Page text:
NOVEMBER 2000

The apostrophe (1)

Despite its size, the apostrophe is just as important as any other character used in the English language.
The apostrophe is often a misunderstood little fellow. Contrary to popular opinion, he is not there just to make our lives difficult; rather to serve two crucial functions. The first of these is discussed below. The second will be the subject of our next article.

Possession
The first function served by the apostrophe is the subject of widespread confusion even amongst native speakers. And yet, there are quite clearly defined rules governing its use. Learn these and you can't go wrong.

1. 's

This little label is added to a word to denote that something belongs to someone or something, provided the possessor is singular.
Example: the accountant's books, the company's marketing strategy Note that the amount of things possessed does not influence this rule whatsoever, i.e. there are several books, but only one strategy. Only the person or thing to which these belong is important, i.e. the one accountant and the one company.

2. s'

As you may have guessed, the change in place of the apostrophe means we are now dealing with plural possessors.
Example: the employers' association Here, the apostrophe added to the end of the plural possessor indicates that the association belongs to several employers.

3. 's again

However, as we know, there are some irregular plurals in English. For these, we revert to using the initial 's label, as these words do not themselves end naturally in an s.
Example: women's magazine, children's toys
This denotes that the items belong to the women and the children respectively.

4. s's?

For singular nouns already ending in an s, as is often the case with people's names, there is some grey area. Both James's wife and James' wife are correct. According to the rule, as James is only one person, we would use the former. The latter, however, is considered to be simpler and clearer.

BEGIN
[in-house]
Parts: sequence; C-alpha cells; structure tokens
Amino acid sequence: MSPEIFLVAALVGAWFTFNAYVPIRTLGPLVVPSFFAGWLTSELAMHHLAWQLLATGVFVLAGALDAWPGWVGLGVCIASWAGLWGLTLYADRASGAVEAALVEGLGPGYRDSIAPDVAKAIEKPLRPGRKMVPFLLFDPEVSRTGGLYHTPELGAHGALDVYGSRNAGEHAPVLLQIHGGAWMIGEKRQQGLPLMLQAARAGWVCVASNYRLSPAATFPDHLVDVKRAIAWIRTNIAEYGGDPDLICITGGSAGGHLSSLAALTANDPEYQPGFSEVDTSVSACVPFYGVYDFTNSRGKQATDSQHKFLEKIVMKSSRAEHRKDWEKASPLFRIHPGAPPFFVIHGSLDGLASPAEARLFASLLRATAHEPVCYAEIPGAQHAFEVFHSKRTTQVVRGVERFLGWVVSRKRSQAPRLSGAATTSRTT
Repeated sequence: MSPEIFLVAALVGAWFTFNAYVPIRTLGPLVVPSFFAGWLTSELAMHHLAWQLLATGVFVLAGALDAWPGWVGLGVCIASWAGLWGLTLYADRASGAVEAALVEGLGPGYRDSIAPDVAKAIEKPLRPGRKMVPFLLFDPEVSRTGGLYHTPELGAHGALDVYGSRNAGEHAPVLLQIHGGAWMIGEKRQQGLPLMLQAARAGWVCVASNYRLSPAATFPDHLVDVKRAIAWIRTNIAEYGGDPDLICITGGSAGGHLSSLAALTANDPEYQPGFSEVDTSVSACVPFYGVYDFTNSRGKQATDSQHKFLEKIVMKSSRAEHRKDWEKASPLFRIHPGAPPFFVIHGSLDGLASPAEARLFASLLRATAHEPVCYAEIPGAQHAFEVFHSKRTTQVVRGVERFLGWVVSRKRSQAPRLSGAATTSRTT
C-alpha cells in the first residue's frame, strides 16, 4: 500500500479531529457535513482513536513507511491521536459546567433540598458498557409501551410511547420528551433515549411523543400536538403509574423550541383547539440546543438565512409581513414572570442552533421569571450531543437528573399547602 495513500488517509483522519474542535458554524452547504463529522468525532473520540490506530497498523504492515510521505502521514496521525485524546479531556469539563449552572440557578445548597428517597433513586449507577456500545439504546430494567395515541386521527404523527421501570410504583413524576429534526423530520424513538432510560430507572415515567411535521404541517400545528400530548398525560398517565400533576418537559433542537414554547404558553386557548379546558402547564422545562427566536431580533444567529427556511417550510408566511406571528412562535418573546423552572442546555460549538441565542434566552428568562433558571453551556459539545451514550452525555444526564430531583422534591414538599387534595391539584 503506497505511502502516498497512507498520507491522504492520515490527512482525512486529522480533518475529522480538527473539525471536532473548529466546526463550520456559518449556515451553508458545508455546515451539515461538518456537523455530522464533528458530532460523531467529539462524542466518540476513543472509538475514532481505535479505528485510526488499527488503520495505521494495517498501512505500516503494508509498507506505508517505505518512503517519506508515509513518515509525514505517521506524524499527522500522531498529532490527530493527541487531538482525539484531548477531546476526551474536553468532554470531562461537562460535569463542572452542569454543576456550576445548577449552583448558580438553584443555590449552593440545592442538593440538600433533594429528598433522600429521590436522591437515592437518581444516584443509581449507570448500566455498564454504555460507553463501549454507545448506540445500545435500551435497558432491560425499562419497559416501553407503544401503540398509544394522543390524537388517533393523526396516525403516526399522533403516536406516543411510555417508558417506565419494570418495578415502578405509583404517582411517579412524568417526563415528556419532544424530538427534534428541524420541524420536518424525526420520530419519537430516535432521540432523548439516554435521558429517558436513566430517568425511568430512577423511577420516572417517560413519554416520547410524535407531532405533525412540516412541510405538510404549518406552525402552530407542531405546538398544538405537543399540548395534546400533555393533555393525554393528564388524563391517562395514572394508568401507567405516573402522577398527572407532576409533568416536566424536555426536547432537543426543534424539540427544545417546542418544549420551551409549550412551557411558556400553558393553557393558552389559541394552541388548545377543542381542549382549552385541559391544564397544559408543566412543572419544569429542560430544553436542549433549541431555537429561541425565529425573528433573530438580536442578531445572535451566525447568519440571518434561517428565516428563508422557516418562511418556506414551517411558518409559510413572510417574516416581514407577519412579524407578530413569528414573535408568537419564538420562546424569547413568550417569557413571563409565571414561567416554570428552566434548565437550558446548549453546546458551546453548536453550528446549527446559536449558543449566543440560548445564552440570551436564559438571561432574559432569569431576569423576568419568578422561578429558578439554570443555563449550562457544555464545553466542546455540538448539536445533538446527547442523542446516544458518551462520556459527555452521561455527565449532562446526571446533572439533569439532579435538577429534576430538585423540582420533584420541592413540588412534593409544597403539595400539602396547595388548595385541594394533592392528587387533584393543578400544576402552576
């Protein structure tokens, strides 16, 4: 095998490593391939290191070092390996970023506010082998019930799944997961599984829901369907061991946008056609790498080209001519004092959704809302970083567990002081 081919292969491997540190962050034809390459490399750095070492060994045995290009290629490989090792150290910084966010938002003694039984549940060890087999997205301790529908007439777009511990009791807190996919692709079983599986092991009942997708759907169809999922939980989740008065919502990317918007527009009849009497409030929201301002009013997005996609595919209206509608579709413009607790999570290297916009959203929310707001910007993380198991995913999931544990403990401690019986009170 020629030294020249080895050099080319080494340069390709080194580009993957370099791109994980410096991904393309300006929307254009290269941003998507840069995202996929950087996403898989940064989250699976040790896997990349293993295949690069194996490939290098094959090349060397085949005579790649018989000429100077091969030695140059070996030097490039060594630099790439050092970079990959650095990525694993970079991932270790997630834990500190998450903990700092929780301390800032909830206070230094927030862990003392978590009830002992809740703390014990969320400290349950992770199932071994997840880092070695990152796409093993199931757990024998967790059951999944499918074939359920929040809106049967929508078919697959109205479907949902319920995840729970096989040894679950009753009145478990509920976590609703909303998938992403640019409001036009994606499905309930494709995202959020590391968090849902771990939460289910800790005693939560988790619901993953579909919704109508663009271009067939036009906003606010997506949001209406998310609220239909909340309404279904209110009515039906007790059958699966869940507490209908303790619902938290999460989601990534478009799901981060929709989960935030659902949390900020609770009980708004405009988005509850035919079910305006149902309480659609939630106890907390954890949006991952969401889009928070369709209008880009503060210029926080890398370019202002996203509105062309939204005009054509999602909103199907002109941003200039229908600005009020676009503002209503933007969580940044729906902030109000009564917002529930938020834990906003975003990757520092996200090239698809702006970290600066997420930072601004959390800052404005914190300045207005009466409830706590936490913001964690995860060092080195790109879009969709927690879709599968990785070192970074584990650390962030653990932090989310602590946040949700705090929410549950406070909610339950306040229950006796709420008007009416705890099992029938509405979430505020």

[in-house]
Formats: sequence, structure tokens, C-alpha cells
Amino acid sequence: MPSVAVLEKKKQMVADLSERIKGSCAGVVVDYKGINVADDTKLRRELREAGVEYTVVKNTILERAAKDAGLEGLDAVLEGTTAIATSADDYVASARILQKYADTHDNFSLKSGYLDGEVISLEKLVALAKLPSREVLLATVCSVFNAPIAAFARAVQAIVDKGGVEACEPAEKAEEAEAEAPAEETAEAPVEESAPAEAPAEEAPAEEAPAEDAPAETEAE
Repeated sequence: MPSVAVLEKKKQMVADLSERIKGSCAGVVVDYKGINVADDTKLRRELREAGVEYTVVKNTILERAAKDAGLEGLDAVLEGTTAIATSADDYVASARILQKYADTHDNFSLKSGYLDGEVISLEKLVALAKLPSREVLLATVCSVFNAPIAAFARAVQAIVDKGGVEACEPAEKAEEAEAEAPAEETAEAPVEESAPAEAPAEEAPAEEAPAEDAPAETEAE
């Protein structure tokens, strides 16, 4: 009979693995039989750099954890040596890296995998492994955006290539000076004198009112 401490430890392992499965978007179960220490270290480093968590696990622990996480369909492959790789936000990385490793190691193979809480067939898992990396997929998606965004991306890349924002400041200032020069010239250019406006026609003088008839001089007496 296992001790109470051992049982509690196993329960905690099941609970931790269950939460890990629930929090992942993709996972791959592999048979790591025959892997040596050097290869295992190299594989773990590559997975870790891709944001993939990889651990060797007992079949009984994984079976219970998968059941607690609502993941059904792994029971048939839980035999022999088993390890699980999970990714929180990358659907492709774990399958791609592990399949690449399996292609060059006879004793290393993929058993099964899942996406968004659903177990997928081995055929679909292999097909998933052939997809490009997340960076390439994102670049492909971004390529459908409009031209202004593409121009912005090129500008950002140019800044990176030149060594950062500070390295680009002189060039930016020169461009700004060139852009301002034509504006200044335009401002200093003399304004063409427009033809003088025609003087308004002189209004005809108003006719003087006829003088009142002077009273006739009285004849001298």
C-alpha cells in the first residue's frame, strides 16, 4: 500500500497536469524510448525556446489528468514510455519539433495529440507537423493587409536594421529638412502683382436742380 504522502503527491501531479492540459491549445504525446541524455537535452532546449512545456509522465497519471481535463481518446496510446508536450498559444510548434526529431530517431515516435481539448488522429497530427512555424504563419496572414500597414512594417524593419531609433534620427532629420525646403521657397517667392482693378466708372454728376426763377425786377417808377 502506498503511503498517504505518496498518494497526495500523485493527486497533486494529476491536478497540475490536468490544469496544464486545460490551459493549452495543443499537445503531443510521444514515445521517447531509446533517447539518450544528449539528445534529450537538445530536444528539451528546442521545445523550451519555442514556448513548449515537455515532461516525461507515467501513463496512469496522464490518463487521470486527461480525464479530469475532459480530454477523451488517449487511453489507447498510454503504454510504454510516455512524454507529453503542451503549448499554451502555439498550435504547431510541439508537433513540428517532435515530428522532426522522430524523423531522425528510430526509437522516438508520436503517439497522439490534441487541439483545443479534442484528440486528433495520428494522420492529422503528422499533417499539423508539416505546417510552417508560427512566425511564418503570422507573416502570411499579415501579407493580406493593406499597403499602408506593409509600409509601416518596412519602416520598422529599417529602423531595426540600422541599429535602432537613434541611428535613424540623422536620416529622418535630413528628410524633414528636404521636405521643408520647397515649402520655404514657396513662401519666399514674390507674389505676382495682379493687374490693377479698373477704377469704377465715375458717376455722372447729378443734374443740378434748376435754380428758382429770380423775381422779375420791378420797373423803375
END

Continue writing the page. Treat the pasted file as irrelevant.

5. it's / its

This frequently used example brings both functions of the apostrophe into play. The possessive pronouns mine, yours, hers, his, ours, theirs, whose and its never take an apostrophe. Therefore we write, "the dog had found its bone". When written with an apostrophe, it's is the contracted form of it is. Whenever tempted to use the apostrophe, be sure you do want to say it is, which is evidently not the case here.

These are the essential rules for the use of the apostrophe in possessive cases. Some other general tips will help in areas of confusion.

a) Always use the apostrophe when talking about time periods, such as in "one month's holiday" or "four hours' delay" as they serve a possessive function. Consider that the holiday belongs to the month and the delay belongs to the hours, however absurd this may seem!

b) The apostrophe must also be applied in cases such as "the text must go to the printer's" or "our rates are lower than other companies'". This is because the implied sense is "the printer's firm" and "other companies' rates".

c) For phrases and joint ownership, put the apostrophe at the end.
Example: "the parent company's management", or "Helen and Brian's new products" provided, of course, the thing possessed belongs to both. Note that "Helen's and Brian's new products" means that both people have made separate new discoveries!

Joanne O'Donnell